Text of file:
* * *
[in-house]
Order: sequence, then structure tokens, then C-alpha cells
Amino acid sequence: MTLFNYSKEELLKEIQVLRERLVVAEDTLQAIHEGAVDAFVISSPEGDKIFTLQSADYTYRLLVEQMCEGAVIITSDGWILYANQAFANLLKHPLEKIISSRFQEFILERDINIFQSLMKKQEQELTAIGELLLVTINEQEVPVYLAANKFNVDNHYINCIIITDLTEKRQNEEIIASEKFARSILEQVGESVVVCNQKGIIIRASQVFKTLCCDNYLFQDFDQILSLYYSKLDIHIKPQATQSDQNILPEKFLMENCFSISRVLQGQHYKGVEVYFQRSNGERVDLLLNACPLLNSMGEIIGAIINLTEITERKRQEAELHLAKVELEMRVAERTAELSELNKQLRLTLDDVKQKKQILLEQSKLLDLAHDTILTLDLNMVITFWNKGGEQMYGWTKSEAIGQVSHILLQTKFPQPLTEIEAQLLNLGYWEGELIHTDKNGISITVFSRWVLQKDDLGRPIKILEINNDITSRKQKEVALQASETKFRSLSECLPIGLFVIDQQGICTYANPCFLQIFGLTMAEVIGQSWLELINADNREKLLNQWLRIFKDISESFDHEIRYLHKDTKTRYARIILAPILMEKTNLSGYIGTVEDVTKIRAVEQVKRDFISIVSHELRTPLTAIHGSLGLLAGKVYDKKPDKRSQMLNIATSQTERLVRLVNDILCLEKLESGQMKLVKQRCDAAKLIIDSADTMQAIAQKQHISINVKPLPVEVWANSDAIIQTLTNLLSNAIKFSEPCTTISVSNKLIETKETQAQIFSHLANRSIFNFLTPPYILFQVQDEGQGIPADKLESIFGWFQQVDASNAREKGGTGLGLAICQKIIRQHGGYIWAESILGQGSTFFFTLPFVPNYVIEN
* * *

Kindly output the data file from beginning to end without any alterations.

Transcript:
[in-house]
Order: sequence, then structure tokens, then C-alpha cells
Amino acid sequence: MTLFNYSKEELLKEIQVLRERLVVAEDTLQAIHEGAVDAFVISSPEGDKIFTLQSADYTYRLLVEQMCEGAVIITSDGWILYANQAFANLLKHPLEKIISSRFQEFILERDINIFQSLMKKQEQELTAIGELLLVTINEQEVPVYLAANKFNVDNHYINCIIITDLTEKRQNEEIIASEKFARSILEQVGESVVVCNQKGIIIRASQVFKTLCCDNYLFQDFDQILSLYYSKLDIHIKPQATQSDQNILPEKFLMENCFSISRVLQGQHYKGVEVYFQRSNGERVDLLLNACPLLNSMGEIIGAIINLTEITERKRQEAELHLAKVELEMRVAERTAELSELNKQLRLTLDDVKQKKQILLEQSKLLDLAHDTILTLDLNMVITFWNKGGEQMYGWTKSEAIGQVSHILLQTKFPQPLTEIEAQLLNLGYWEGELIHTDKNGISITVFSRWVLQKDDLGRPIKILEINNDITSRKQKEVALQASETKFRSLSECLPIGLFVIDQQGICTYANPCFLQIFGLTMAEVIGQSWLELINADNREKLLNQWLRIFKDISESFDHEIRYLHKDTKTRYARIILAPILMEKTNLSGYIGTVEDVTKIRAVEQVKRDFISIVSHELRTPLTAIHGSLGLLAGKVYDKKPDKRSQMLNIATSQTERLVRLVNDILCLEKLESGQMKLVKQRCDAAKLIIDSADTMQAIAQKQHISINVKPLPVEVWANSDAIIQTLTNLLSNAIKFSEPCTTISVSNKLIETKETQAQIFSHLANRSIFNFLTPPYILFQVQDEGQGIPADKLESIFGWFQQVDASNAREKGGTGLGLAICQKIIRQHGGYIWAESILGQGSTFFFTLPFVPNYVIEN